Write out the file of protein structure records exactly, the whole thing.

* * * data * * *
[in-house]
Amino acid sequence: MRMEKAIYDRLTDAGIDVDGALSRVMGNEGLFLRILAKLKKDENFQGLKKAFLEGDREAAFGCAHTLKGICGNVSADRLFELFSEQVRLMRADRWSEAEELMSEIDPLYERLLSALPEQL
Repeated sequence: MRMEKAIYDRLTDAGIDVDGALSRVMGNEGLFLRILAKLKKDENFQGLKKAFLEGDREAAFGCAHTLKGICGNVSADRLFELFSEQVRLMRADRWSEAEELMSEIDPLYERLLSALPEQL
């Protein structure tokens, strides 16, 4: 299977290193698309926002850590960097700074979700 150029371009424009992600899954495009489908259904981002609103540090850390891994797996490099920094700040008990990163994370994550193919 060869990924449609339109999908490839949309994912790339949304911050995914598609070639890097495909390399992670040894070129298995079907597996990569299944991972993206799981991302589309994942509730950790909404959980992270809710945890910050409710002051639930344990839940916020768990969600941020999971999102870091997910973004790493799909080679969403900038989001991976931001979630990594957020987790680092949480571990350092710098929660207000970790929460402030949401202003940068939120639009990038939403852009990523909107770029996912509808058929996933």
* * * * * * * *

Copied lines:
[in-house]
Amino acid sequence: MRMEKAIYDRLTDAGIDVDGALSRVMGNEGLFLRILAKLKKDENFQGLKKAFLEGDREAAFGCAHTLKGICGNVSADRLFELFSEQVRLMRADRWSEAEELMSEIDPLYERLLSALPEQL
Repeated sequence: MRMEKAIYDRLTDAGIDVDGALSRVMGNEGLFLRILAKLKKDENFQGLKKAFLEGDREAAFGCAHTLKGICGNVSADRLFELFSEQVRLMRADRWSEAEELMSEIDPLYERLLSALPEQL
């Protein structure tokens, strides 16, 4: 299977290193698309926002850590960097700074979700 150029371009424009992600899954495009489908259904981002609103540090850390891994797996490099920094700040008990990163994370994550193919 060869990924449609339109999908490839949309994912790339949304911050995914598609070639890097495909390399992670040894070129298995079907597996990569299944991972993206799981991302589309994942509730950790909404959980992270809710945890910050409710002051639930344990839940916020768990969600941020999971999102870091997910973004790493799909080679969403900038989001991976931001979630990594957020987790680092949480571990350092710098929660207000970790929460402030949401202003940068939120639009990038939403852009990523909107770029996912509808058929996933």